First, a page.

There are many known ways to remove snow and ice from your driveway, but the safest and most effective way is mechanically, whether it be a snow shovel, snow plow or snow blower.  I know everyone is wanting some kind of magical potion and I will get to those, but unfortunately they are not as safe to use on your concrete and landscaping as the mechanically means of removal.

The secret to effective snow removal, for the most part, is limiting compaction and removing it as quickly as possible.  Have you ever noticed once you get home from work, after you have driven up and down your driveway several times, the snow is much harder to remove where you drove on it.  The reason is when you drive on snow you are compacting it creating friction, or heat, that initiates the melting process.  Because the temperatures or ground temperatures are still below freezing, the snow refreezes and bonds to your driveway, thus making it more difficult to mechanically remove.  So, the easiest way to make mechanical snow removal effective is to limit the foot and vehicular traffic on the areas you want to remove snow.
So let's be real!  Most of us don't get a chance to remove any snow until after we have driven and walked on it.  So now we need to mechanically remove all the snow we can.  What is left is snow that has melted, refroze and bonded to your driveway or walkway.  Now we use our magic potion, deicers.  Apply an effective amount of deicer to only the snow packed and icy areas, let the magic potion work until it breaks the bond between the snow and your driveway.  Once this bond is broken, immediately remove the snow pack and icy areas with a snow shovel.  The key word is "immediately".   You don't want these areas to start melting and then refreeze because you will be faced with the same problem tomorrow.

Effects of Deicers: This brings us to the big question, "What Are the Effects of Deicers on My Driveway"?  Most of us think that deicers chemically cause our concrete to deteriorate.  The truth is, the damage occurs when moisture saturates the upper layers of your concrete and goes thru freeze/thaw cycles.  Because water expands approximately 9% when it freezes, it can cause concrete scaling to driveways and walkways that are not poured to withstand these freeze/thaw cycles.  Scaling is where the surface of the concrete flakes off. Deicers increase the frequency of the freeze/thaw cycles thus causing improperly poured concrete to scale.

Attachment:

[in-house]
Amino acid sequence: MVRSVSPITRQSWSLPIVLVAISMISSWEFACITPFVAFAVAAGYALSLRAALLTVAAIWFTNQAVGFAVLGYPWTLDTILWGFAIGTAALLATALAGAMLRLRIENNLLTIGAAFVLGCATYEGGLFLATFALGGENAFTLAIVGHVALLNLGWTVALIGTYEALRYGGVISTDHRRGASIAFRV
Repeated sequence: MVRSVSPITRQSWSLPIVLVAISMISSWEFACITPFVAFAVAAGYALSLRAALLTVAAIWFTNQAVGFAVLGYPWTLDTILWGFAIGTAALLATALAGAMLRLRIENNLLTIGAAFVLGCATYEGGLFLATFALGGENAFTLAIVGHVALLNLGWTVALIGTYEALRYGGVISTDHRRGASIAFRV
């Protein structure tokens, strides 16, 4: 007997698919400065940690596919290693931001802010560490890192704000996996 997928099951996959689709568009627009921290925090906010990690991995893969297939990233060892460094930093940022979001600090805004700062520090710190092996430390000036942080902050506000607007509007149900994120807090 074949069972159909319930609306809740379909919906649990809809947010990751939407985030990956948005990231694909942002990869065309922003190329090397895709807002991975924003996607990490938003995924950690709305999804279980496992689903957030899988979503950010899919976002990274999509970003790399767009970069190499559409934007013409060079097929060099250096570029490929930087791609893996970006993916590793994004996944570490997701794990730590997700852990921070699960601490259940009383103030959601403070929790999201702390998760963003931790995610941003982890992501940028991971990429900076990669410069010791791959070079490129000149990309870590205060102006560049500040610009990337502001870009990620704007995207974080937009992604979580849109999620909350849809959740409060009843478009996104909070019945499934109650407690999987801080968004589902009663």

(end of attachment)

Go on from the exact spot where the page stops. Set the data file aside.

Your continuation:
Understanding Deicers: There are many types of deicers and each has a practical lowest temperature limit that it is effective at.  This is important, the higher the practical temperature of the deicer, the more freeze/thaw cycles your concrete will potentially be exposed to.  For example, if sodium chloride (salt or halite) has a practical temperature of 20 degrees Fahrenheit, meaning it is only effective above 20 degrees, and the temperature falls below 20 degrees, then the salt brine will freeze.  On the other hand calcium chloride has a practical temperature of -25 degrees, so it is effective and the brine won't freeze until temperatures drops below -25 degrees reducing the odds of a freeze/thaw cycle.

Below is a table describing 3 of the most used deicers and their lowest practical temperature.

-Practical Temperature of Common Deicers
-Sodium Chloride (Salt) = +20 degrees Fahrenheit
-Magnesium Chloride = +5   degrees Fahrenheit
-Calcium Chloride = -25 degrees Fahrenheit

It is important to note that these practical temperatures are only effective 30 minutes  to an hour after application.  As the snow and ice melt, the brine becomes weaker and weaker, increasing the practical temperature.  

Remember....Limit the traffic on your driveway/walkway, mechanically remove all the snow you can, apply a deicer to snow packed/icy areas and clean these areas shortly thereafter.  This will protect your driveway and keep everyone safe..

Author's Bio: 

Steve Combs is the Director of Hardscapes at SR Davis Lawncare and Landscaping in Cincinnati, Ohio. He has over 13 years experience in the grounds maintenance, landscape and hardscape industry. Although his interest is in landscaping and maintenance, his passion lies in patio design and outdoor living.